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Macbeth (Susan Elkin reviews)


William Shakespeare

Directed by Liz Love

V&L Productions

Jack Studio Theatre

Star rating: 2

It seems to be the 1960s and three hospital operatives (or is it a slaughterhouse they work in?), dressed in plastic coveralls with hygiene hats are chattering about the weather and meeting again. Of course I knew it was a take on Shakespeare’s famous witches but you’d have been hard put to know what on earth they were if you weren’t a seasoned Macbeth goer. And that rather sets the tone for a 75 minute version of the play in which the story telling is anything but clear.

First, though, the positives: In a cast of eight, Vince Mathews is excellent at Macbeth showing us his character’s chilling downward spiral with passion and flair. It’s a lot of development to pack into such a short time but Mathews takes us convincingly all the way from a weary but decent soldier for Scotland to a beleaguered tyrant with a nice flash of last minute humanity at “Tomorrow and tomorrow and tomorrow”

The other outstanding performance is  Reece Lewis as Banquo who brings likeable wamth to the early scenes, chilling stillness to the banquet and then successfully doubles as a soldier with a different accent in the final scenes. Both men have a lot of talent and plenty of that hard-to-nail or define quality: compelling stage presence.

Sadly, the production itself is a muddle. Who actually becomes King at the end? Malcolm or Macduff? What we get is an odd conflation which doesn’t fit what remains of the text. And are we really supposed to believe that Lady Macbeth (Rosa Gensdale) would go and warn Lady Macduff (Annabelle Gardner – good) of her impending doom, given that ten minutes before she’s been announcing that she would cheerfully have bashed her own infant to death against the wall as well as plotting, and helping to carry out, regicide? As soon as you start fiddling to this extent with what Shakespeare did you throw up one anomaly after another.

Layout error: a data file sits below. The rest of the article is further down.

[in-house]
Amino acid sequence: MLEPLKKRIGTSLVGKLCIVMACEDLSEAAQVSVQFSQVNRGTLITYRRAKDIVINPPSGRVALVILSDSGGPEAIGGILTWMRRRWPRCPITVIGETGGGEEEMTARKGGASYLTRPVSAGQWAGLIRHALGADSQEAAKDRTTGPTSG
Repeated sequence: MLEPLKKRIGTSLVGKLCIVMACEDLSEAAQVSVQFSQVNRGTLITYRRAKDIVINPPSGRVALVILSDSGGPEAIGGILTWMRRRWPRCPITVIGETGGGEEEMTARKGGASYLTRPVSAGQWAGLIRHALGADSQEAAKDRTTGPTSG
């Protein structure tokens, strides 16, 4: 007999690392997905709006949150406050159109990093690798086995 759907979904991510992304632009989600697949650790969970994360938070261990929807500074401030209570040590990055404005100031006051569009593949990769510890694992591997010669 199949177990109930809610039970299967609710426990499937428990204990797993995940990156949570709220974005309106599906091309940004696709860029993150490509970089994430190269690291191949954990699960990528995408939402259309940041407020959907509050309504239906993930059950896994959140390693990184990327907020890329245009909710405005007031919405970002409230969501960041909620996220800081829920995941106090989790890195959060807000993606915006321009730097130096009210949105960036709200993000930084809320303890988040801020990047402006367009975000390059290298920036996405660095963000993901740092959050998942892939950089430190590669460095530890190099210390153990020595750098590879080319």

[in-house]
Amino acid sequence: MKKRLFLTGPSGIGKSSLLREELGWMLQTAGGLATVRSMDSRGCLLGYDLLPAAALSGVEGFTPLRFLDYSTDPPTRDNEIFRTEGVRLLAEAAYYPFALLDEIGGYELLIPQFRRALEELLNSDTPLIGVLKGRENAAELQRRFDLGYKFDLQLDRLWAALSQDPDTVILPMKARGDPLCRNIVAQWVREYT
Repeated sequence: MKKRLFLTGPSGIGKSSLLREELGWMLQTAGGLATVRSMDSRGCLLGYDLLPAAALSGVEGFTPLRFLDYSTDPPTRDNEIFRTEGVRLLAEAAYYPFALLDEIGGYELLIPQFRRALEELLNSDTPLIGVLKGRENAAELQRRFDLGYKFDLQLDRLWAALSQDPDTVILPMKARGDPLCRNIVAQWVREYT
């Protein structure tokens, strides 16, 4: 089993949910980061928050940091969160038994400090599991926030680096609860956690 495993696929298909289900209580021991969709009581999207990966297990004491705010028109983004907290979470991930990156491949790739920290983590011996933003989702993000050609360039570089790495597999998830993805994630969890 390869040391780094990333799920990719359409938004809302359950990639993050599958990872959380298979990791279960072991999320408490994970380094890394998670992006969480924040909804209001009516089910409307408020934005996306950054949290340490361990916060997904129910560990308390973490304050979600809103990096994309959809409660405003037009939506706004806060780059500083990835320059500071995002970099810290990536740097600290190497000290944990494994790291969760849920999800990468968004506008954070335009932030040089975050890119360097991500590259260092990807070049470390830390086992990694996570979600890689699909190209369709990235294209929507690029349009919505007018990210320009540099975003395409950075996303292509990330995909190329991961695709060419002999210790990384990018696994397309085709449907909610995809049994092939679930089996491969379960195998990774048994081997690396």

Yes, it’s perfectly possible to abridge Macbeth substantially and I’ve seen many successful short versions but this one feels rushed possibly because there are too many lines left in to get through, Some of these actors gabble them far too fast and throw away all sense of meaning and even those that speak more slowly often sound as if they’re just reciting the lines they’ve so painstakingly learned.

I approve of some of the cuts. The English scene, which can seem very wordy, has gone apart from informing Macduff of the murder of his family. It seems a shame to cut the porter, though and this must be the shortest sleepwalking scene ever. On the other hand, we do get a bit of Hecate and that scene (thought not to be by Shakespeare) is almost always omitted so that’s a strange decision too.

Well done Annabelle Gardner though for speaking these lines with such power: “ I am in this earthly world, where, to do harm / is often laudable; to do good, sometime /Accounted dangerous folly”. They’re not the most obvious or famous lines in the play but they’re remarkably pertinent for our times.

This Macbeth is a valiant effort and I can see that a huge amount of work has gone into it so it gives me no pleasure to say report that it falls short in so many ways.

Author information
Susan Elkin Susan Elkin is an education journalist, author and former secondary teacher of English. She was Education and Training Editor at The Stage from 2005 - 2016
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